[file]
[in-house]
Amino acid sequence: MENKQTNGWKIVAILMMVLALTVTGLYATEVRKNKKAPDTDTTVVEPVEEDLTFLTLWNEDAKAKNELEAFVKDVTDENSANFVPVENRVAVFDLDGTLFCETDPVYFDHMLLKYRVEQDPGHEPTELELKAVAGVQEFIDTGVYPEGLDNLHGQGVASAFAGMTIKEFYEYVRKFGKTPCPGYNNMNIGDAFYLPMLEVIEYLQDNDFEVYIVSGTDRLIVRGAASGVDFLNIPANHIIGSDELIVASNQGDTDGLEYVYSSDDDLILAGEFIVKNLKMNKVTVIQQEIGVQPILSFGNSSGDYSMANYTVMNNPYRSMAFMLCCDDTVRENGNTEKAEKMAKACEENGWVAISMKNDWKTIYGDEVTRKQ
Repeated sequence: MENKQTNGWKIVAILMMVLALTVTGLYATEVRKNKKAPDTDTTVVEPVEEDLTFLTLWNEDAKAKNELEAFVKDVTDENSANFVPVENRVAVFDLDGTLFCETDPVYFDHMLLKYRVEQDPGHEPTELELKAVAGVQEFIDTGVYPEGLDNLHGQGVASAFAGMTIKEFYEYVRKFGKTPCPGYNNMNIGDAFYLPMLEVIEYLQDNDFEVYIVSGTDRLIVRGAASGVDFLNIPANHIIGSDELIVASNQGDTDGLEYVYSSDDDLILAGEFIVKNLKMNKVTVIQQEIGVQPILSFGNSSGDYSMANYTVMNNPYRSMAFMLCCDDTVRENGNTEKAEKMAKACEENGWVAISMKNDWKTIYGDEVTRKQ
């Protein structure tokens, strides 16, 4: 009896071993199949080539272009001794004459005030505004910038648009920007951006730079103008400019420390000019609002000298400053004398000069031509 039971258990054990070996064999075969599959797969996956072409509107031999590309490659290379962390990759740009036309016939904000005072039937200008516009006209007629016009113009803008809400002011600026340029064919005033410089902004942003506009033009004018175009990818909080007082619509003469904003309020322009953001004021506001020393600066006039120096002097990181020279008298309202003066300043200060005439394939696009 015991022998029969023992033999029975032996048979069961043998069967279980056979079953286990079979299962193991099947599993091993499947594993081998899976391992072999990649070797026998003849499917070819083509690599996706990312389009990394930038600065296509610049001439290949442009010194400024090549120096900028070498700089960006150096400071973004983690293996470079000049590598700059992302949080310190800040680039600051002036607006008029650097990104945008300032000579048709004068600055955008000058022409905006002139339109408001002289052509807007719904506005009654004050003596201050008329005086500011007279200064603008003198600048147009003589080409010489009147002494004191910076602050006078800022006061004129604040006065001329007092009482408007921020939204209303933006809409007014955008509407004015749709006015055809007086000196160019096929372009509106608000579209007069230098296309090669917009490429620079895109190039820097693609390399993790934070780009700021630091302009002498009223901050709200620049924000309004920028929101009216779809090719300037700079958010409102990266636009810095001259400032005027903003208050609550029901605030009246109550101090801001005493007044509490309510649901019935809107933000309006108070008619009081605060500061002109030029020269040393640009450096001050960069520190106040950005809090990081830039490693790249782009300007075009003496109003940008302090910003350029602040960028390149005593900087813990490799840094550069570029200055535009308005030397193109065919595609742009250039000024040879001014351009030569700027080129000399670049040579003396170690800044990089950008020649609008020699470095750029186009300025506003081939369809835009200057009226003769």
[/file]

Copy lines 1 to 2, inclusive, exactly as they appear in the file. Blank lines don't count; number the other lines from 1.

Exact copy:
[in-house]
Amino acid sequence: MENKQTNGWKIVAILMMVLALTVTGLYATEVRKNKKAPDTDTTVVEPVEEDLTFLTLWNEDAKAKNELEAFVKDVTDENSANFVPVENRVAVFDLDGTLFCETDPVYFDHMLLKYRVEQDPGHEPTELELKAVAGVQEFIDTGVYPEGLDNLHGQGVASAFAGMTIKEFYEYVRKFGKTPCPGYNNMNIGDAFYLPMLEVIEYLQDNDFEVYIVSGTDRLIVRGAASGVDFLNIPANHIIGSDELIVASNQGDTDGLEYVYSSDDDLILAGEFIVKNLKMNKVTVIQQEIGVQPILSFGNSSGDYSMANYTVMNNPYRSMAFMLCCDDTVRENGNTEKAEKMAKACEENGWVAISMKNDWKTIYGDEVTRKQ